LIS 502: ORGANIZATION OF INFORMATION
Instructor: Dr. Lei Zhang
Office Hours: Email or Adobe Connect by appointment
An introduction to th organization of knowledge and information focusing on theory and principles for application in a variety of settings. Required course.
To provide students with an understanding of concepts of knowledge, information, and its transmission.
To provide students with an understanding of analytical principles for the organization of the intellectual content of information records.
To acquaint students with methods of creating and providing access to records.
Measurable Student Learning Outcomes (SLOs):
- Students will be able to analyze and synthesize the concepts of knowledge, information, and communication.
- After being introduced to the principles and practices of the organization and representation of information, students will critically examine, assess, and make recommendations as to how these concepts and principles are applied in various information environments, including the Web.
- Students will acquire and apply descriptive and evaluative skills and methods to organize information and to create metadata records for a variety of information resources.
- Students will demonstrate their knowledge of the key concepts and principles of information organization.
This course surveys theory, principles, and applications of organization of information. The structure of the course begins with theoretical background of knowledge, information, and communication.
The course covers principles of organizing information as established in the literature of information storage and retrieval and examines specific applications of these principles in the field of LIS and closely related areas. Theory and practice are addressed together. Management and automation issues are integrated into each topic as appropriate. Attention to different library and information contexts is stressed. The course is an introductory course for understanding principles and surveying applications, not a skills acquisition course.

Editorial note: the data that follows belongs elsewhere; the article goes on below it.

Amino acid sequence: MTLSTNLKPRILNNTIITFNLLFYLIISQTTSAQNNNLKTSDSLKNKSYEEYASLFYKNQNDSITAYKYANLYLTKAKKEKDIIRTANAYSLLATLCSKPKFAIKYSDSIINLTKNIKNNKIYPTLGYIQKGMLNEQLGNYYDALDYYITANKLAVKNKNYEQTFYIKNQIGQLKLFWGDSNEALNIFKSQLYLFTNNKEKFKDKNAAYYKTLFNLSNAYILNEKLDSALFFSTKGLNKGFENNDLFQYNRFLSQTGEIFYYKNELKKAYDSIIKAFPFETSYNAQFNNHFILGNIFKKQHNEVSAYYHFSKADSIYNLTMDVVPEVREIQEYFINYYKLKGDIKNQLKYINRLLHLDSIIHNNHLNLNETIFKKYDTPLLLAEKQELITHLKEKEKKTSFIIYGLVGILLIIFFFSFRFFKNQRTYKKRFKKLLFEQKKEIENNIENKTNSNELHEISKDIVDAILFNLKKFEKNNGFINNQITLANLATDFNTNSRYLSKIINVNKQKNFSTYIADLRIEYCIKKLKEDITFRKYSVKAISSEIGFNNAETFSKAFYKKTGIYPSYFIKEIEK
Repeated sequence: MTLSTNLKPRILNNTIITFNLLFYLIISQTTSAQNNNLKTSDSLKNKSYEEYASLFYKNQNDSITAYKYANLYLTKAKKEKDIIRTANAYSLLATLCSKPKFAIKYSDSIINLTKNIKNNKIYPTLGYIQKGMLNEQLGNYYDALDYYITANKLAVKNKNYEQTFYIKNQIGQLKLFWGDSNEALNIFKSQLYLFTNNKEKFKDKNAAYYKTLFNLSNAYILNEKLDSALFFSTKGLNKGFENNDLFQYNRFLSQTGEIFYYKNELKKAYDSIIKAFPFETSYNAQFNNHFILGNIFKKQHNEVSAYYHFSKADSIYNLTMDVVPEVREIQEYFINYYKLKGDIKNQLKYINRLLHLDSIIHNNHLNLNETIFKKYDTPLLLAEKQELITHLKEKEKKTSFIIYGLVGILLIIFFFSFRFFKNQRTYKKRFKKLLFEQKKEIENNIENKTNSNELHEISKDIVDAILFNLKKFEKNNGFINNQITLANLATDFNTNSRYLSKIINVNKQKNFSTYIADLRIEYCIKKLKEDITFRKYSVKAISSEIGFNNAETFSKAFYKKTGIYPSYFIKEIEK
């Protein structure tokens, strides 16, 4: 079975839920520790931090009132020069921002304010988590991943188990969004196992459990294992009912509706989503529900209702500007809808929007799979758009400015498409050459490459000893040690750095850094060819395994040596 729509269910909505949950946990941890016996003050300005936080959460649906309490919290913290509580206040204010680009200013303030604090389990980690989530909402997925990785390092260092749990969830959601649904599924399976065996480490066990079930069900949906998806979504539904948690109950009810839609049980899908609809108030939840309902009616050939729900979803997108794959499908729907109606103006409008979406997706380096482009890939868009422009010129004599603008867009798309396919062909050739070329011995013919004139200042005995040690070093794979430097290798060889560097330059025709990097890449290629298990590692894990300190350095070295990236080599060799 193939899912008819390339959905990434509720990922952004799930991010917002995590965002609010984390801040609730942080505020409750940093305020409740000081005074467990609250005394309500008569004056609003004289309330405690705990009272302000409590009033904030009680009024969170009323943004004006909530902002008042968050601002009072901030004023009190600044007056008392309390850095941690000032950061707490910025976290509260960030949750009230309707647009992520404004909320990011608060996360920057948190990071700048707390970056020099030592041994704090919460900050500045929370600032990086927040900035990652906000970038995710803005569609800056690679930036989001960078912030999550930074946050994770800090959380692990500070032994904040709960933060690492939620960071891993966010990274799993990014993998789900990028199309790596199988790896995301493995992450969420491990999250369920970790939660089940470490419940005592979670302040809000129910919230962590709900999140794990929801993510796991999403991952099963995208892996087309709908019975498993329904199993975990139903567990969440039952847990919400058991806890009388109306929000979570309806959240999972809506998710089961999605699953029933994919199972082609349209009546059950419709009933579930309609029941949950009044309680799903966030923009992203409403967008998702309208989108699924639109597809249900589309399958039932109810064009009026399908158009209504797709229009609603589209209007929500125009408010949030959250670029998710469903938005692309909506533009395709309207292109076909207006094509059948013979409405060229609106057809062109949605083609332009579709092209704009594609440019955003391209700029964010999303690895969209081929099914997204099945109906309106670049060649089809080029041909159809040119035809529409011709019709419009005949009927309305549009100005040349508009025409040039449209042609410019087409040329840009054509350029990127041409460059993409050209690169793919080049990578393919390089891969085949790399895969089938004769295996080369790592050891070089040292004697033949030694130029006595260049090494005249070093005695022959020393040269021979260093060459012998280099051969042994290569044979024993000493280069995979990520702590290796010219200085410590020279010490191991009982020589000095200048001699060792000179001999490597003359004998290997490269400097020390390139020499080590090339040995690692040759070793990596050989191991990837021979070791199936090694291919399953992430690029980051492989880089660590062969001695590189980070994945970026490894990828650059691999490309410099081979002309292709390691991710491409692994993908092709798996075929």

Lectures, readings, online discussions, papers, and group project.
Pre- or co-requisite: LIS 501.
Taylor, A.G., & Joudrey, D.N. (2009). The organization of information (3rd ed.). Westport, CT: Libraries Unlimited.
Other readings will be provided on eClass.
Assignments and Weighting:
Discussion & Participation 25%
Critical Review 5%
Reflective Paper 1 20%
Reflective Paper 2 20%
Final Project 30%
Details of the assignments will be posted on eClass.
All assignments should be submitted to eClass by the date and time indicated on the assignment instructions. Late assignments will be subject to a penalty of 10% per day (including weekends). If an extension is required in cases of illness or emergency, please email the instructor in advance to make those arrangements.
School of Library and Information Studies Grading Statement:
Grades reflect professional judgements of student achievement made by instructors. These judgements are based on a combination of absolute achievement and relative performance in class. The instructor should mark in terms of raw scores, rank the assignments in order of merit, and with due attention to the verbal descriptions of the various grades, assign an appropriate final letter grade.
The University of Alberta is committed to the highest standards of academic integrity and honesty. Students are expected to be familiar with these standards regarding academic honesty and to uphold the policies of the University in this respect. Students are particularly urged to familiarize themselves with the provisions of the Code of Student Behaviour (online at http://www.governance.ualberta.ca/) and avoid any behaviour which could potentially result in suspicions of cheating, plagiarism, misrepresentation of facts and/or participation in an offence. Academic dishonesty is a serious offence and can result in suspension or expulsion from the University.
Students should also be mindful of the SLIS Copyright Policy.
Inclusive Language and Equity:
The Faculty of Education is committed to providing an environment of respect for all people within the university community and to educating faculty, staff, and students in developing teaching and learning contexts that are welcoming to all. The Faculty recommends that students and staff use inclusive language to create a classroom atmosphere in which students’ experiences and views are treated with equal respect and value in relation to their gender, racial background, sexual orientation and ethnic background. Students who require accommodations in this course due to a disability affecting mobility, vision, hearing, learning, or mental or physical health are advised to discuss their needs with Student Accessibility Services.
Recording of Lectures:
Recording of lectures is permitted only with the prior written consent of the professor or if recording is part of an approved accommodation plan.
Policy about course outlines can be found in Section 23.4(2)
of the University Calendar.